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Whittaker M.,University of Aberdeen | Whittaker M.,University of Leeds | Zajac M.,Heidelberg Technology Center GmbH | Ben Haha M.,Heidelberg Technology Center GmbH | Black L.,University of Leeds
Construction and Building Materials | Year: 2016

Slag cement pastes prepared with either 40% or 70% of slags by weight were prepared (W/B = 0.5) and subsequently exposed to a 3 g L-1 Na2SO4 solution. The slag cements were shown to be more resistant. Initially, ettringite levels rose, then plateaued upon carbonate AFm consumption, although monosulfate was also found to be in equilibrium with ettringite when using an Al-rich slag. Portlandite was initially consumed, to form ettringite, but leached out after prolonged attack until it was fully depleted, or nearly, with subsequently C-A-S-H being decalcified. Any excess aluminium released by the slag was bound to a calcium deficient C-A-S-H phase and hydrotalcite, sheltering the aluminates from ingressing sulfates. Mass balance further revealed that, if the slag in the blends were to fully dissolve to form C-A-S-H and hydrotalcite, there would have been insufficient aluminium and calcium to combine with sulfates to form ettringite. Rather, calcium from C-A-S-H would have continuously leached, leaving behind a silicate skeleton. © 2016 Elsevier Ltd. All rights reserved.

Zajac M.,Heidelberg Technology Center GmbH | Bremseth S.K.,Norcem AS RandD | Whitehead M.,Heidelberg Technology Center GmbH | Ben Haha M.,Heidelberg Technology Center GmbH
Cement and Concrete Research | Year: 2014

The effect of additions of limestone and dolomite powder on the properties of blended cements cured at 40 and 60 °C was investigated using a multi-method approach. The presence of limestone leads to the formation of hemi- and mono-carbonate and to the stabilization of ettringite at 40 °C. An increase of temperature to 60 °C results in the destabilization of ettringite and formation of monosulfate in the limestone cement. The dolomite is almost depleted in the cementitious matrix over the hydration time at the studied temperatures. As a result, the formation of hydrotalcite is observed which binds part of the alumina from clinker dissolution. At 60 °C, no monosulfate is found and the CSH contains less alumina in the presence of dolomite in comparison to when limestone is present. The dolomite dissolution increases the strength at higher temperatures as a result of the additional hydrotalcite formation. © 2014 Elsevier Ltd.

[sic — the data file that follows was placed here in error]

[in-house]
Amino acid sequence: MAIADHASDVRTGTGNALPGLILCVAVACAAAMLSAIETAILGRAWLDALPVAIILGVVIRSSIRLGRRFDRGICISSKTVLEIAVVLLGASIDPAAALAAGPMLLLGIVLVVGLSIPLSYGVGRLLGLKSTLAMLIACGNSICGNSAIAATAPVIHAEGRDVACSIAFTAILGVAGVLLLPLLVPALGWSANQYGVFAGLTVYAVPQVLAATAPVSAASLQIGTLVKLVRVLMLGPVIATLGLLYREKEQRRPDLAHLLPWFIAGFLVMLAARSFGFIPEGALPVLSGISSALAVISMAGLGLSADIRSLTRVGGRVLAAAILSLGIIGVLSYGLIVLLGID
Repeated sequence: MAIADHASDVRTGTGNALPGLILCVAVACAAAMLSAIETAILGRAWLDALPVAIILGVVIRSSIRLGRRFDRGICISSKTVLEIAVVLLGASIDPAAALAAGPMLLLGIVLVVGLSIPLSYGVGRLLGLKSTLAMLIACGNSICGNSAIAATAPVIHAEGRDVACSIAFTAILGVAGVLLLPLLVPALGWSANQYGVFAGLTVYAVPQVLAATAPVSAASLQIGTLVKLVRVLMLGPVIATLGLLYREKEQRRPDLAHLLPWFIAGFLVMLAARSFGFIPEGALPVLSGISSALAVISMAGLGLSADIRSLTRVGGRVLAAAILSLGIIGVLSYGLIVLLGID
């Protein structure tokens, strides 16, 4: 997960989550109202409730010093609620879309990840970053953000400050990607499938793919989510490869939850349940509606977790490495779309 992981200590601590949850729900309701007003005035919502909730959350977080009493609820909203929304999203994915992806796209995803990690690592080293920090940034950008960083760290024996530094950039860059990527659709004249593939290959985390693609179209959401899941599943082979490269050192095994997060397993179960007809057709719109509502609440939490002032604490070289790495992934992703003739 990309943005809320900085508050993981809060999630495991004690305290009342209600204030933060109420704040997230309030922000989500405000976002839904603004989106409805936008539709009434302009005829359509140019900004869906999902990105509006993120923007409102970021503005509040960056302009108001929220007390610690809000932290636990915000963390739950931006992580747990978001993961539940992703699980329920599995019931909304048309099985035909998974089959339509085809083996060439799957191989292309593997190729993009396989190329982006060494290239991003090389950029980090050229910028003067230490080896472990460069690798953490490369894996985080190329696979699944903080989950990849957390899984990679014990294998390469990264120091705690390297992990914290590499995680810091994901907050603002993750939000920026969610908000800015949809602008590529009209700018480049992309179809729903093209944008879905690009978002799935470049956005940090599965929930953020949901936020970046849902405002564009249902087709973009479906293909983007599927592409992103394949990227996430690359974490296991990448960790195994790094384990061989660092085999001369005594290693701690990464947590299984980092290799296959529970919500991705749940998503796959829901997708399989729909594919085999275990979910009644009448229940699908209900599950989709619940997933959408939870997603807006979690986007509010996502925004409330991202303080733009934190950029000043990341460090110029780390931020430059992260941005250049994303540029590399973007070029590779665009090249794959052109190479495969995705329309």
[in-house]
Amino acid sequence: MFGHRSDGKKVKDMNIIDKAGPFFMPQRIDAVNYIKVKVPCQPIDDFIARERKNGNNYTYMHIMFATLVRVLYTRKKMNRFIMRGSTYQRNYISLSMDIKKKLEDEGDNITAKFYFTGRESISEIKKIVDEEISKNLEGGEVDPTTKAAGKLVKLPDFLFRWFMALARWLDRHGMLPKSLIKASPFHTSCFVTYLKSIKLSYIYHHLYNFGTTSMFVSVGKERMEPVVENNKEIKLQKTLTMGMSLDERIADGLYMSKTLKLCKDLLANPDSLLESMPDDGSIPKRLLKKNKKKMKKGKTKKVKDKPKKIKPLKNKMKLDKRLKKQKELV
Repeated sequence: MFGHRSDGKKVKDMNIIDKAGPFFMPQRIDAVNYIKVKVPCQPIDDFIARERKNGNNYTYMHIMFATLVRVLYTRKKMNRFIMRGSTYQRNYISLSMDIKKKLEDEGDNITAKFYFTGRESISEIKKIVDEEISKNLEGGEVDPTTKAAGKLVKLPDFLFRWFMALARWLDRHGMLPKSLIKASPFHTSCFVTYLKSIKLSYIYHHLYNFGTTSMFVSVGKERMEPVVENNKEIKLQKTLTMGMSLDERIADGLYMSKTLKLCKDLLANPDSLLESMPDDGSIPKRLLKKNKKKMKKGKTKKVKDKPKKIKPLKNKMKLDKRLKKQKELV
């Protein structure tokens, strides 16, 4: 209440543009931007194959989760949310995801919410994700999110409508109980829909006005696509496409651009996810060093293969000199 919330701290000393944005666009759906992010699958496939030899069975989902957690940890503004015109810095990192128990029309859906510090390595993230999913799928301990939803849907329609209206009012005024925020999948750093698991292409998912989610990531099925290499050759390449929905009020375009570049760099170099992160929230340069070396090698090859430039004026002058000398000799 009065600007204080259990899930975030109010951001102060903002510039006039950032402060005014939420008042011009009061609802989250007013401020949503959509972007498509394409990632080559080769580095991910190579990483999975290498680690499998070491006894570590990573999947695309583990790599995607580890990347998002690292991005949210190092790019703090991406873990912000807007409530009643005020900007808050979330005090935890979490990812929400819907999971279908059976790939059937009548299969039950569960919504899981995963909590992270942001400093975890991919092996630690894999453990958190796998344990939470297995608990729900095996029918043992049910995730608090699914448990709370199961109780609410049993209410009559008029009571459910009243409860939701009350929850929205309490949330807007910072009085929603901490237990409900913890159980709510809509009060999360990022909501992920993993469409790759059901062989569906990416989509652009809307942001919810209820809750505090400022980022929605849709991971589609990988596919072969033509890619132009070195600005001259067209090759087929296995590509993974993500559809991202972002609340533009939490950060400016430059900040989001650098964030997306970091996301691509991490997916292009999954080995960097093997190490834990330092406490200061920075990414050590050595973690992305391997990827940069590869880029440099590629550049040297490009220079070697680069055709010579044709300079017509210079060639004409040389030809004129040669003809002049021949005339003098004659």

Avet F.,Ecole Polytechnique Federale de Lausanne | Snellings R.,Ecole Polytechnique Federale de Lausanne | Snellings R.,Flemish Institute for Technological Research | Alujas Diaz A.,Santa Clara University | And 2 more authors.
Cement and Concrete Research | Year: 2016

The present paper introduces a new rapid, relevant and reliable (R3) test to predict the pozzolanic activity of calcined clays with kaolinite contents ranging from 0 to 95%. The test is based on the correlation between the chemical reactivity of calcined clays in a simplified system and the compressive strength of blends in standard mortar. The simplified system consists of calcined clay portlandite and limestone pastes with sulfate and alkali levels adjusted to reproduce the reaction environment of hydrating blended cements. The pastes were hydrated for 6 days at 20 °C or for 1 day at 40 °C. The chemical reactivity of the calcined clay can be obtained first by measurement of the heat release during reaction using isothermal calorimetry and second by bound water determination in a heating step between 110 °C and 400 °C. Very good correlations were found between the mortar compressive strength and both measures of chemical reactivity. © 2016 Elsevier Ltd. All rights reserved.

Kucharczyk S.,AGH University of Science and Technology | Zajac M.,Heidelberg Technology Center GmbH | Deja J.,AGH University of Science and Technology
Procedia Engineering | Year: 2015

In the present contribution, the interaction between limestone and slag is investigated by a multi-method approach using chemical shrinkage, thermogravimetry, scanning electron microscopy (SEM) techniques and compressive strength measurements. The impact of limestone was investigated in blends containing synthetic slags of different alumina content. The results are correlated with the thermodynamic modelling in order to gain further insights into the physical and chemical processes governing the interaction between limestone, slag and Portland cement. Beyond 28 days of hydration, slag composites exhibit higher compressive strength values than their equivalent with quartz. Increasing the Al2O3 content from 8 to 12% in slag influenced compressive strengths positively at all hydration times. Further increase of alumina in slag to 16% has no positive effect on strength. Addition of limestone, results positively only on early compressive strengths. After 28 days and longer effect of limestone is either slightly negative or neutral. Only in the case of the slag containing 16% of alumina, limestone has positive impact on the late compressive strength. The effect of limestone has two main components: physical, so called filler effect and chemical that depends on the slag composition. © 2015 The Authors. Published by Elsevier Ltd. This is an open access article under the CC BY-NC-ND license.